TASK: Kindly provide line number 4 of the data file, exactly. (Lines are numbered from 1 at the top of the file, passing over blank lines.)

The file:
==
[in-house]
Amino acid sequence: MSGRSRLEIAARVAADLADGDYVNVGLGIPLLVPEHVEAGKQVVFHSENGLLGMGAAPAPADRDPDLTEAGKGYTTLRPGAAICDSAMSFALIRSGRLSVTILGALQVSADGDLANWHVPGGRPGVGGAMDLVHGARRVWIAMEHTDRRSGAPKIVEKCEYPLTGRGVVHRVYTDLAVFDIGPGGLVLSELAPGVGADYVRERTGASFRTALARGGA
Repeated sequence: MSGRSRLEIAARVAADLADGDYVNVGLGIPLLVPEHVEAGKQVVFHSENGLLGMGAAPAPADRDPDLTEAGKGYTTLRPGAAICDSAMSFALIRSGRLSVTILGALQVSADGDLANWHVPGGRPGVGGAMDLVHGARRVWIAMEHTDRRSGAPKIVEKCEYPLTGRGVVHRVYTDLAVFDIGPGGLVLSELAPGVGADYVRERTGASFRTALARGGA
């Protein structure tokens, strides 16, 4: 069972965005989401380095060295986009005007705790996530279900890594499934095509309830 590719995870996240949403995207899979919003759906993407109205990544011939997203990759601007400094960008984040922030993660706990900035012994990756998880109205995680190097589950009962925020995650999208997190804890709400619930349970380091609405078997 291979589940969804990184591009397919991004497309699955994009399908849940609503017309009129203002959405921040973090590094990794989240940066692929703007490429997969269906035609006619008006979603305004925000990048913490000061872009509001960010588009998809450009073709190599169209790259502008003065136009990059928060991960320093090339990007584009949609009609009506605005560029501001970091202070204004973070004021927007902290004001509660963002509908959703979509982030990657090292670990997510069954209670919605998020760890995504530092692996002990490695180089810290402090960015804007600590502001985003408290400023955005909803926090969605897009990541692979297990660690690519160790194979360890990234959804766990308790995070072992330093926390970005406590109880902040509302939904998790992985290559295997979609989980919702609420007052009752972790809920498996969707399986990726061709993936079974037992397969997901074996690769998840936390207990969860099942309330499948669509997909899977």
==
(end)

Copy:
């Protein structure tokens, strides 16, 4: 069972965005989401380095060295986009005007705790996530279900890594499934095509309830 590719995870996240949403995207899979919003759906993407109205990544011939997203990759601007400094960008984040922030993660706990900035012994990756998880109205995680190097589950009962925020995650999208997190804890709400619930349970380091609405078997 291979589940969804990184591009397919991004497309699955994009399908849940609503017309009129203002959405921040973090590094990794989240940066692929703007490429997969269906035609006619008006979603305004925000990048913490000061872009509001960010588009998809450009073709190599169209790259502008003065136009990059928060991960320093090339990007584009949609009609009506605005560029501001970091202070204004973070004021927007902290004001509660963002509908959703979509982030990657090292670990997510069954209670919605998020760890995504530092692996002990490695180089810290402090960015804007600590502001985003408290400023955005909803926090969605897009990541692979297990660690690519160790194979360890990234959804766990308790995070072992330093926390970005406590109880902040509302939904998790992985290559295997979609989980919702609420007052009752972790809920498996969707399986990726061709993936079974037992397969997901074996690769998840936390207990969860099942309330499948669509997909899977």